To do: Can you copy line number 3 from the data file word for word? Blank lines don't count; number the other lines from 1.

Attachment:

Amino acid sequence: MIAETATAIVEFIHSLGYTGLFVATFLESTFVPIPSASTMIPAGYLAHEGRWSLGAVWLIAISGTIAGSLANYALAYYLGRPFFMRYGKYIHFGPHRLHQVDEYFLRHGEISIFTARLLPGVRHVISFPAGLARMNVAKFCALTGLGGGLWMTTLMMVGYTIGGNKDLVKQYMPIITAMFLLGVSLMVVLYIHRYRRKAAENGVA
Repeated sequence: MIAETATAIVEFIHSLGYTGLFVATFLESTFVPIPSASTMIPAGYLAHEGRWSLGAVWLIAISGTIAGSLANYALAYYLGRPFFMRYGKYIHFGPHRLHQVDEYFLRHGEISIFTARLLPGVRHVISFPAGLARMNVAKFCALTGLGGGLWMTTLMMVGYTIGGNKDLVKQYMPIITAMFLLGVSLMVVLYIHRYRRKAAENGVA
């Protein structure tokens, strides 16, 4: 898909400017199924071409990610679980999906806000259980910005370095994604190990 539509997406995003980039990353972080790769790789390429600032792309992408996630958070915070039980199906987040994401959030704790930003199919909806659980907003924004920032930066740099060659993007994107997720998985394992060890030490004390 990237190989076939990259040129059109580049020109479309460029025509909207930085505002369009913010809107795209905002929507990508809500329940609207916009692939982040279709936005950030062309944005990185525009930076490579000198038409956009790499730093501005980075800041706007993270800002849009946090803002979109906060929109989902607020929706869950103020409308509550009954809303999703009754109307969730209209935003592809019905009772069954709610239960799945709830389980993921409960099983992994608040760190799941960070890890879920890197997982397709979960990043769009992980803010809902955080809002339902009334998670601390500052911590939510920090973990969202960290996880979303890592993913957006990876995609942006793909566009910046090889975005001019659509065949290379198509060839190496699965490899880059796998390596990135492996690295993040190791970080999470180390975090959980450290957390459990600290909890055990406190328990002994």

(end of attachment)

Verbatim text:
């Protein structure tokens, strides 16, 4: 898909400017199924071409990610679980999906806000259980910005370095994604190990 539509997406995003980039990353972080790769790789390429600032792309992408996630958070915070039980199906987040994401959030704790930003199919909806659980907003924004920032930066740099060659993007994107997720998985394992060890030490004390 990237190989076939990259040129059109580049020109479309460029025509909207930085505002369009913010809107795209905002929507990508809500329940609207916009692939982040279709936005950030062309944005990185525009930076490579000198038409956009790499730093501005980075800041706007993270800002849009946090803002979109906060929109989902607020929706869950103020409308509550009954809303999703009754109307969730209209935003592809019905009772069954709610239960799945709830389980993921409960099983992994608040760190799941960070890890879920890197997982397709979960990043769009992980803010809902955080809002339902009334998670601390500052911590939510920090973990969202960290996880979303890592993913957006990876995609942006793909566009910046090889975005001019659509065949290379198509060839190496699965490899880059796998390596990135492996690295993040190791970080999470180390975090959980450290957390459990600290909890055990406190328990002994």